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Many companies design succession plans so they can spot the next generation of leaders early and develop current employees to their full potential.

If your organization is involved in such a process, step back and look: Does everyone who is tapped for special treatment come from the same race or gender? Or does the chosen group exclude older workers or the disabled?

If so, you could be setting yourself up for a discrimination claim.

A little bit of strategic thinking goes a long way toward designing a succession-planning process that identifies all good candidates for promotion and doesn’t leave out employees who might later sue for discrimination.

Turnover and succession

Any succession plan must first look at who among the current workforce is leaving—and why. That information is the baseline on which to build a plan for developing future leaders.

Are certain jobs prone to turnover while others are stable? Are workers lured away by a competitor’s higher pay or better benefits? Or are they driven away by poor management and little chance for advancement?

Exit interviews are the best way to find out. They help managers identify organizational weaknesses and threats.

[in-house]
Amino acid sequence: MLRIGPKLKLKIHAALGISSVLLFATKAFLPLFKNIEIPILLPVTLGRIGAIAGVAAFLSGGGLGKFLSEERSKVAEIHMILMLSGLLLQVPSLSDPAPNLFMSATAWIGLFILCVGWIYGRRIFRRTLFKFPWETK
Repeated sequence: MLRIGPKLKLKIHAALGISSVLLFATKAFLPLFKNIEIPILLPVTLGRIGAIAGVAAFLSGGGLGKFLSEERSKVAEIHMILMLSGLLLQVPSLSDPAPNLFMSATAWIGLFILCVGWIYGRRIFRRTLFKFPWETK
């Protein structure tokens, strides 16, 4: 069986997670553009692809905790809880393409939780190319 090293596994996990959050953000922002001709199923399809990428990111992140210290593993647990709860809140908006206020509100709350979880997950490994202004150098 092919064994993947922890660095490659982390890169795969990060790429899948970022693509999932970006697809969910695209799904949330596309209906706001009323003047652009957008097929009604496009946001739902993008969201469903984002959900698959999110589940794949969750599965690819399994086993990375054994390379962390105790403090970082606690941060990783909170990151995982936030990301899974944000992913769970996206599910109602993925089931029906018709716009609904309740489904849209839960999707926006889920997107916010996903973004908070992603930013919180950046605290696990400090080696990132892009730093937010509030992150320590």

Employers also should talk to long-term employees to understand why they have stayed and what they like about working for the company. Those interviews reveal strengths and opportunities.

Employers should use this information to look for warning signs that could lead to discrimination lawsuits. Any red flags should be passed along to legal counsel, who may recommend changes in policies or practices based on the information.

Succession is not cloning

Next, employers must look at workforce demographics. Experienced baby boomers are heading en masse for retirement, leaving some companies with record turnover figures. Succession planning allows employers to develop a pool of well-trained candidates to fill the shoes of boomers.

Advice: The candidate pool you choose to move up the management ladder should look like your hiring pool, not the existing management team.

That means considering the demographics and abilities of the entire workforce—in all its racial, ethnic, gender, disability status and age diversity.

Training older workers

As the careers of baby boomers undergo rapid transitions, age discrimination has become a succession-planning issue. Someone who is 40 years old today must wait until age 67 to collect full Social Security benefits. Older workers are a fact of life that succession planning must take into consideration.

Under the Age Discrimination in Employment Act (ADEA), employers may not exclude older workers (those 40 and older) from succession planning solely on the basis of age. To keep your plan out of court, focus on likely retirement dates and statistical data.

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